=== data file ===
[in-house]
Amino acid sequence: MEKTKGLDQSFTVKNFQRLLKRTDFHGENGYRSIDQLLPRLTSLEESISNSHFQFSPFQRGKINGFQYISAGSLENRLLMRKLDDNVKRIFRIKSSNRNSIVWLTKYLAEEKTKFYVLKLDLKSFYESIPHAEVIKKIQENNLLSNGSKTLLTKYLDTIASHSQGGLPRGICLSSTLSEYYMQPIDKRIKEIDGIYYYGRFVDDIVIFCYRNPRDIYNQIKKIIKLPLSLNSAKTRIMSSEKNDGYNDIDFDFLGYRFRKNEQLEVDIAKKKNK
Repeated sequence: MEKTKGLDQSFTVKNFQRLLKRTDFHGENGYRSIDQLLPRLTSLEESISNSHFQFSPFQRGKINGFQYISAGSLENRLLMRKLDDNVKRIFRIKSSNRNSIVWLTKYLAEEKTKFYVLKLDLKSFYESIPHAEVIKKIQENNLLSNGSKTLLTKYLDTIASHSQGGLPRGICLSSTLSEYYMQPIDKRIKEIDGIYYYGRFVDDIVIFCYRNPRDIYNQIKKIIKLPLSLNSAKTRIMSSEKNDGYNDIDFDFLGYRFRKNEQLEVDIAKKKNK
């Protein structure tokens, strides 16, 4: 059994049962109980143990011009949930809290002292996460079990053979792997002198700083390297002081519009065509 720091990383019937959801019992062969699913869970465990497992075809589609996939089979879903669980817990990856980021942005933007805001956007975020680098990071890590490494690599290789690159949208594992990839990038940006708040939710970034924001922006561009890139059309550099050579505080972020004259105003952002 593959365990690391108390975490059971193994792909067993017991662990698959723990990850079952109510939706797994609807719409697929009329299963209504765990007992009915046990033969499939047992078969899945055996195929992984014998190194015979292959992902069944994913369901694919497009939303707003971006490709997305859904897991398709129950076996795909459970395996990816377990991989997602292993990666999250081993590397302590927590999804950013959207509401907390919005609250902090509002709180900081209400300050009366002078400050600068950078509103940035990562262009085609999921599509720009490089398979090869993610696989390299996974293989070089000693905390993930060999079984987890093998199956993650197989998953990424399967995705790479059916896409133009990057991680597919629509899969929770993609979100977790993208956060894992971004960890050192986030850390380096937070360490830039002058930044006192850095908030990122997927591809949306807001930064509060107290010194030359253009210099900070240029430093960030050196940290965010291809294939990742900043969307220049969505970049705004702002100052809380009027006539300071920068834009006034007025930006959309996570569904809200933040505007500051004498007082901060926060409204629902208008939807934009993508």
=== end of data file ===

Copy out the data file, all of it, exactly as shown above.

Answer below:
[in-house]
Amino acid sequence: MEKTKGLDQSFTVKNFQRLLKRTDFHGENGYRSIDQLLPRLTSLEESISNSHFQFSPFQRGKINGFQYISAGSLENRLLMRKLDDNVKRIFRIKSSNRNSIVWLTKYLAEEKTKFYVLKLDLKSFYESIPHAEVIKKIQENNLLSNGSKTLLTKYLDTIASHSQGGLPRGICLSSTLSEYYMQPIDKRIKEIDGIYYYGRFVDDIVIFCYRNPRDIYNQIKKIIKLPLSLNSAKTRIMSSEKNDGYNDIDFDFLGYRFRKNEQLEVDIAKKKNK
Repeated sequence: MEKTKGLDQSFTVKNFQRLLKRTDFHGENGYRSIDQLLPRLTSLEESISNSHFQFSPFQRGKINGFQYISAGSLENRLLMRKLDDNVKRIFRIKSSNRNSIVWLTKYLAEEKTKFYVLKLDLKSFYESIPHAEVIKKIQENNLLSNGSKTLLTKYLDTIASHSQGGLPRGICLSSTLSEYYMQPIDKRIKEIDGIYYYGRFVDDIVIFCYRNPRDIYNQIKKIIKLPLSLNSAKTRIMSSEKNDGYNDIDFDFLGYRFRKNEQLEVDIAKKKNK
């Protein structure tokens, strides 16, 4: 059994049962109980143990011009949930809290002292996460079990053979792997002198700083390297002081519009065509 720091990383019937959801019992062969699913869970465990497992075809589609996939089979879903669980817990990856980021942005933007805001956007975020680098990071890590490494690599290789690159949208594992990839990038940006708040939710970034924001922006561009890139059309550099050579505080972020004259105003952002 593959365990690391108390975490059971193994792909067993017991662990698959723990990850079952109510939706797994609807719409697929009329299963209504765990007992009915046990033969499939047992078969899945055996195929992984014998190194015979292959992902069944994913369901694919497009939303707003971006490709997305859904897991398709129950076996795909459970395996990816377990991989997602292993990666999250081993590397302590927590999804950013959207509401907390919005609250902090509002709180900081209400300050009366002078400050600068950078509103940035990562262009085609999921599509720009490089398979090869993610696989390299996974293989070089000693905390993930060999079984987890093998199956993650197989998953990424399967995705790479059916896409133009990057991680597919629509899969929770993609979100977790993208956060894992971004960890050192986030850390380096937070360490830039002058930044006192850095908030990122997927591809949306807001930064509060107290010194030359253009210099900070240029430093960030050196940290965010291809294939990742900043969307220049969505970049705004702002100052809380009027006539300071920068834009006034007025930006959309996570569904809200933040505007500051004498007082901060926060409204629902208008939807934009993508």